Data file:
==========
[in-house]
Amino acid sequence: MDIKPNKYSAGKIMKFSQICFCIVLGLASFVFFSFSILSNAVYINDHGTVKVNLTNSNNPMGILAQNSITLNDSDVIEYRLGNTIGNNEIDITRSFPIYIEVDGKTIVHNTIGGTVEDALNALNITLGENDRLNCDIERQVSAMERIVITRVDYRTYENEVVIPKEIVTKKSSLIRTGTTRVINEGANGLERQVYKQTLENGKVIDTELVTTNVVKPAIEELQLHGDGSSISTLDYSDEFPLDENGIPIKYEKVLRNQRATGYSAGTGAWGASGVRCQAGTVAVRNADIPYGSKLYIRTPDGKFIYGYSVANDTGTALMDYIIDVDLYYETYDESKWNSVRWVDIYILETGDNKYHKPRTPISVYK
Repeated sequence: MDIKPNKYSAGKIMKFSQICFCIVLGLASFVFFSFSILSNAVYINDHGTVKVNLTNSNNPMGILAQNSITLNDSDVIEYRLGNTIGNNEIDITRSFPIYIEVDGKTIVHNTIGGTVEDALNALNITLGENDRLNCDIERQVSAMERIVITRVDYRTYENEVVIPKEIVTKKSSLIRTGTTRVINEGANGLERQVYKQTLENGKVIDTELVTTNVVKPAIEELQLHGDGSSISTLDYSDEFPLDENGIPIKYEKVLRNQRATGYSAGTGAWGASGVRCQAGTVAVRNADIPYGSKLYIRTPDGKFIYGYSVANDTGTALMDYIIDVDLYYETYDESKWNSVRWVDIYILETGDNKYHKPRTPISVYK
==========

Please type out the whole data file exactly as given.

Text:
[in-house]
Amino acid sequence: MDIKPNKYSAGKIMKFSQICFCIVLGLASFVFFSFSILSNAVYINDHGTVKVNLTNSNNPMGILAQNSITLNDSDVIEYRLGNTIGNNEIDITRSFPIYIEVDGKTIVHNTIGGTVEDALNALNITLGENDRLNCDIERQVSAMERIVITRVDYRTYENEVVIPKEIVTKKSSLIRTGTTRVINEGANGLERQVYKQTLENGKVIDTELVTTNVVKPAIEELQLHGDGSSISTLDYSDEFPLDENGIPIKYEKVLRNQRATGYSAGTGAWGASGVRCQAGTVAVRNADIPYGSKLYIRTPDGKFIYGYSVANDTGTALMDYIIDVDLYYETYDESKWNSVRWVDIYILETGDNKYHKPRTPISVYK
Repeated sequence: MDIKPNKYSAGKIMKFSQICFCIVLGLASFVFFSFSILSNAVYINDHGTVKVNLTNSNNPMGILAQNSITLNDSDVIEYRLGNTIGNNEIDITRSFPIYIEVDGKTIVHNTIGGTVEDALNALNITLGENDRLNCDIERQVSAMERIVITRVDYRTYENEVVIPKEIVTKKSSLIRTGTTRVINEGANGLERQVYKQTLENGKVIDTELVTTNVVKPAIEELQLHGDGSSISTLDYSDEFPLDENGIPIKYEKVLRNQRATGYSAGTGAWGASGVRCQAGTVAVRNADIPYGSKLYIRTPDGKFIYGYSVANDTGTALMDYIIDVDLYYETYDESKWNSVRWVDIYILETGDNKYHKPRTPISVYK